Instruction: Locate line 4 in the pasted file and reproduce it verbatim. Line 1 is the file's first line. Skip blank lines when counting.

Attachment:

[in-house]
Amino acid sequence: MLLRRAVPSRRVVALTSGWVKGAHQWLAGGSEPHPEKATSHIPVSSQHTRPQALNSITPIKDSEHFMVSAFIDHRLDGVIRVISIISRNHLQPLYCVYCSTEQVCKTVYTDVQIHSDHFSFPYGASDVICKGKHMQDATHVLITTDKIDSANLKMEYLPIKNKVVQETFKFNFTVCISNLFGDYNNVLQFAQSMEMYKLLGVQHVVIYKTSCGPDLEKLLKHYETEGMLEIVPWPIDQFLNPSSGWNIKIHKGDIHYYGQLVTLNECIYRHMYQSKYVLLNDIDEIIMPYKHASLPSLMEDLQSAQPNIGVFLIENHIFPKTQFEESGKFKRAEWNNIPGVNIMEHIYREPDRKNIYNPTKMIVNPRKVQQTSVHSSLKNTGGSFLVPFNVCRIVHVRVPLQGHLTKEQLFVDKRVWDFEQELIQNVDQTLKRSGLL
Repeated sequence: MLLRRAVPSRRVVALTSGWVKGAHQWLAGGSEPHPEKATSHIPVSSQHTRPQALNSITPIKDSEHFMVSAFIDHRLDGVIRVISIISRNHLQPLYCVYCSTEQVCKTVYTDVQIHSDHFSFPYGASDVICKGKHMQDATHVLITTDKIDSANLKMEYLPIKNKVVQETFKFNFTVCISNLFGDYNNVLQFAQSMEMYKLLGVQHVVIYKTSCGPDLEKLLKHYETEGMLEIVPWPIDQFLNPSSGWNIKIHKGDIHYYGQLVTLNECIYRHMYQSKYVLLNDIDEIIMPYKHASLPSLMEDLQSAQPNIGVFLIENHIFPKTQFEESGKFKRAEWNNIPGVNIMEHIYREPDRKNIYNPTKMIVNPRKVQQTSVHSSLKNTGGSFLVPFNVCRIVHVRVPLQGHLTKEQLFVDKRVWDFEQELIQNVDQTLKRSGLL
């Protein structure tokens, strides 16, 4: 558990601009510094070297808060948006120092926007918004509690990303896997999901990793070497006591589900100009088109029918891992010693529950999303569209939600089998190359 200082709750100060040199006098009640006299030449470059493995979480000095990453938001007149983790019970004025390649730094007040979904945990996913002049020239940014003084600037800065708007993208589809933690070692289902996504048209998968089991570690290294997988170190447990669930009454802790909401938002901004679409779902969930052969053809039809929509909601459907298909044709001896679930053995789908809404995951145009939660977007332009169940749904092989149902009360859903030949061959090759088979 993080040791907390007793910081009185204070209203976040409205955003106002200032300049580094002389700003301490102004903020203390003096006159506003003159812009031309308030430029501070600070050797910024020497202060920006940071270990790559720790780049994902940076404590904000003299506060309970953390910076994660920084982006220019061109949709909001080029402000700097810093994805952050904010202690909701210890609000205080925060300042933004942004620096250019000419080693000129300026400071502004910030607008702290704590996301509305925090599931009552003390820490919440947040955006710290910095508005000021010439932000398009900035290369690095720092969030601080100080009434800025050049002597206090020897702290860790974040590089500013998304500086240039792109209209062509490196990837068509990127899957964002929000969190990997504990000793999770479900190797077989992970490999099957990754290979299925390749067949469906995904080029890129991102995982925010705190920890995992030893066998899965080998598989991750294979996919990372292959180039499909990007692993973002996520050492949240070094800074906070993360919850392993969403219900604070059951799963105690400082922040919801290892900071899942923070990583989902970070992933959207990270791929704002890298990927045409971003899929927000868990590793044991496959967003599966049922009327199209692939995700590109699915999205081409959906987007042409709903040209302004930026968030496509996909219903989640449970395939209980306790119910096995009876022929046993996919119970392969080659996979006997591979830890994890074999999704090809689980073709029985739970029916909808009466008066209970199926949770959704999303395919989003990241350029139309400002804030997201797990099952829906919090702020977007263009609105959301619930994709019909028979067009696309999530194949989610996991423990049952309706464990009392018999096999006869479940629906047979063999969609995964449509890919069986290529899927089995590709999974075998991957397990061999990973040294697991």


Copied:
């Protein structure tokens, strides 16, 4: 558990601009510094070297808060948006120092926007918004509690990303896997999901990793070497006591589900100009088109029918891992010693529950999303569209939600089998190359 200082709750100060040199006098009640006299030449470059493995979480000095990453938001007149983790019970004025390649730094007040979904945990996913002049020239940014003084600037800065708007993208589809933690070692289902996504048209998968089991570690290294997988170190447990669930009454802790909401938002901004679409779902969930052969053809039809929509909601459907298909044709001896679930053995789908809404995951145009939660977007332009169940749904092989149902009360859903030949061959090759088979 993080040791907390007793910081009185204070209203976040409205955003106002200032300049580094002389700003301490102004903020203390003096006159506003003159812009031309308030430029501070600070050797910024020497202060920006940071270990790559720790780049994902940076404590904000003299506060309970953390910076994660920084982006220019061109949709909001080029402000700097810093994805952050904010202690909701210890609000205080925060300042933004942004620096250019000419080693000129300026400071502004910030607008702290704590996301509305925090599931009552003390820490919440947040955006710290910095508005000021010439932000398009900035290369690095720092969030601080100080009434800025050049002597206090020897702290860790974040590089500013998304500086240039792109209209062509490196990837068509990127899957964002929000969190990997504990000793999770479900190797077989992970490999099957990754290979299925390749067949469906995904080029890129991102995982925010705190920890995992030893066998899965080998598989991750294979996919990372292959180039499909990007692993973002996520050492949240070094800074906070993360919850392993969403219900604070059951799963105690400082922040919801290892900071899942923070990583989902970070992933959207990270791929704002890298990927045409971003899929927000868990590793044991496959967003599966049922009327199209692939995700590109699915999205081409959906987007042409709903040209302004930026968030496509996909219903989640449970395939209980306790119910096995009876022929046993996919119970392969080659996979006997591979830890994890074999999704090809689980073709029985739970029916909808009466008066209970199926949770959704999303395919989003990241350029139309400002804030997201797990099952829906919090702020977007263009609105959301619930994709019909028979067009696309999530194949989610996991423990049952309706464990009392018999096999006869479940629906047979063999969609995964449509890919069986290529899927089995590709999974075998991957397990061999990973040294697991």